In “Othello” by Shakespeare, animal imagery is used throughout the play to make scenes more dramatic. This tool is commonly applied in numerous amounts of his plays, and many of today’s authors still use it. Animal imagery can make the play easier to comprehend, and can show how the characters, mainly Iago, think. It distinguishes the characters, and also shows variation between them. To be called an animal in a derogatory way had a lot of negative meaning to it, especially because “The Great Chain of Being” had a big impact on the Elizabethan lifestyle. Iago does everything in his power to try to destroy Othello’s life for his own satisfaction, even though Othello didn’t do anything to deserve it. In Shakespeare’s play, Othello, animal imagery is a powerful tool used to further amplify the vulgar mindset on Othello’s relationship with his wife, Desdemona.
The commencement of the whole animal imagery pattern started at the moment when Othello and Desdemona’s marriage was introduced. Iago is trying to prove to Desdemona’s father that she is no longer pure by representing them as animals. “Even now, now, very now, an old black ram is tupping your white ewe.” (I.I, lines 90-91) Othello and Desdemona have two very distinct differences – race and age. By including this comparison, it reveals two crucial variations between the two characters, with Othello being black and old, and Desdemona being youthful and white. By putting a concoction of rough, bestial images in Brabantio’s mind, Iago is trying to get him to turn on Othello. This is because interracial marriage wasn’t viewed as normal, and Desdemona is also younger than Othello. He wants to make Othello appear much worse than he actually is. By being called a ram, Othello is apparently worth a lot less than human, because according to “The Great Chain of Being”, animals are far less than royalty or humans.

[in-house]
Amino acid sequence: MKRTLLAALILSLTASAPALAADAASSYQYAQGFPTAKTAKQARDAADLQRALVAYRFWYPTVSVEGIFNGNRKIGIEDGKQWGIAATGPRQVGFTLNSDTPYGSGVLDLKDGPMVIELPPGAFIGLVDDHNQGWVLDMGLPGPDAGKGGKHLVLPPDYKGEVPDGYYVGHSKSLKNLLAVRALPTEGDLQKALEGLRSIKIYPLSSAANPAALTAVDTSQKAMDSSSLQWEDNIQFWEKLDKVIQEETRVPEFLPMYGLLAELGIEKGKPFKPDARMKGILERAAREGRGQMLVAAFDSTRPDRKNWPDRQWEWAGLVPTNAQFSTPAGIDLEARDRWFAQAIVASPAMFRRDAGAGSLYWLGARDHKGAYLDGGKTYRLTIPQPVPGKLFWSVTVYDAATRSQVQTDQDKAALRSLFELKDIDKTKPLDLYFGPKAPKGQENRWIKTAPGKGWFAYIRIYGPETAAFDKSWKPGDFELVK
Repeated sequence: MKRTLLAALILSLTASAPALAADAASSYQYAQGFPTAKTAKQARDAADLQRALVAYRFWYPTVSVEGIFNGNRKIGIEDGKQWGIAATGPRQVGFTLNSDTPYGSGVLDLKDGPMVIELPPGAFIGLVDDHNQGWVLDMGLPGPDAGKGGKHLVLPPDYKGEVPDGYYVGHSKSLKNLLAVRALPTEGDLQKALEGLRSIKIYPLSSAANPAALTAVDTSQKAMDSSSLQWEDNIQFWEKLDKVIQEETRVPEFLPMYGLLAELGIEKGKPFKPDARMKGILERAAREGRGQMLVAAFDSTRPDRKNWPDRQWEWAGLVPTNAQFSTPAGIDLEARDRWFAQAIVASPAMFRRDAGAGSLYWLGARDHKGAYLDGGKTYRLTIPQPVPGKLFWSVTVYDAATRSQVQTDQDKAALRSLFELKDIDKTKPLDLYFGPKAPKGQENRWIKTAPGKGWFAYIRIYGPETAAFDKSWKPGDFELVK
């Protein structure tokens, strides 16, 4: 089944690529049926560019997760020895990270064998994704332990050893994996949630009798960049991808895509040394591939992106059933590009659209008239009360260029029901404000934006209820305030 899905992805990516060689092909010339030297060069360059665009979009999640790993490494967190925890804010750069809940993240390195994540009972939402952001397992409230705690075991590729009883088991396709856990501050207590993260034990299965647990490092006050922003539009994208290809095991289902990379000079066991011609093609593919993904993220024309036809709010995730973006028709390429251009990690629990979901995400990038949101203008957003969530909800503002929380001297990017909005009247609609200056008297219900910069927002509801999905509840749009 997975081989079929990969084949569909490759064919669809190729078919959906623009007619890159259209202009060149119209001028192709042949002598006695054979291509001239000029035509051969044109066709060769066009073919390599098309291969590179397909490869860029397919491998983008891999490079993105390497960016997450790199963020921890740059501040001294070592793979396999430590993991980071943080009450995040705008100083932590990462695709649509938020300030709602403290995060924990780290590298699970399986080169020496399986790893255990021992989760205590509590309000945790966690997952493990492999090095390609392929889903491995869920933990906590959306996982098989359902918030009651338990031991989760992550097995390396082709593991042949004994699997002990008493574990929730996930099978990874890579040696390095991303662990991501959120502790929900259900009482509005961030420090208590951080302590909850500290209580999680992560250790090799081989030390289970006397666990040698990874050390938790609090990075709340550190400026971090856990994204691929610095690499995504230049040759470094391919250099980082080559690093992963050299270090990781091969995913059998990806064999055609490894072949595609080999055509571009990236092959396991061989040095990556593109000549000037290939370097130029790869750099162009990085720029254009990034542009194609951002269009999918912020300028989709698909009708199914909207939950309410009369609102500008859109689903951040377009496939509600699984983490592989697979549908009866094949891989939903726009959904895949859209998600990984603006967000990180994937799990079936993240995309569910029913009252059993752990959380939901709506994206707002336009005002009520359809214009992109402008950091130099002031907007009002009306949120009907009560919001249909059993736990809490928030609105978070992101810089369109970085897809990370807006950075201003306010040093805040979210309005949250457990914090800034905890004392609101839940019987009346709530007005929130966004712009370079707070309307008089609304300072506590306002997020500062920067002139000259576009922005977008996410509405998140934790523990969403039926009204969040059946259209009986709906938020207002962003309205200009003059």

Although Iago is the person that uses animal imagery the most, Othello starts to apply it to himself. Iago uses animal imagery to put a crude image in Othello’s mind to get him to believe that Desdemona is sleeping with Cassio. After some time of mentally torturing him, Othello begins to believe all the false statements about Desdemona sleeping with Cassio. After all self respect has been lost, Othello then says, “I had rather be a toad… and live on the vapour of the dungeon than keep a corner in the thing I love for others’ uses.” (III.III, lines 286-289) Othello believes that since his wife is supposedly sleeping with Cassio, he is only worth as much as a toad is – very little. Othello is so mad and disappointed at Desdemona that he would rather be anything else than who he is right now. But little does he know that this whole scheme is all fake.
When Iago uses animal imagery, he tries to make everything sound a lot worse than it actually is. Many of the times he will use them in a crude way, and will use it to further emphasize what he is trying to say. If Iago describes things that are happening by using bestial images, it will make other characters even more mad, and that’s just what he wants. Since Othello is black and is married to a white, younger woman, he is pretty easy to make fun of. But Iago tries to ruin his life as much as he can, but the reason why he is doing all of this is because he thinks Othello slept with his wife. He has no proof, but Iago feels that Othello deserves whatever mental pain he has caused him. By comparing him to animals like black rams and barbary horses, it shows that Iago can’t simply just insult Othello, but has to show how similar his animalistic behaviors are.
The use of animal imagery can be a very helpful tool in Shakespeare’s play, “Othello”. It can help to understand the characters better, and it can also emphasize what some characters are saying. It can distinguish the characters and give of good variation of who the characters are. By including animal imagery in “Othello”, it can help the reader understand what is being said because of how they perceive the animal being talked about. It is supposed to show how Othello is corrupting Desdemona, and make him seem like he does animalistic acts. Animals were seen as less than human in the “The Great Chain of Being”, so to be called an animal in a derogatory way had a lot of negative meaning to it.
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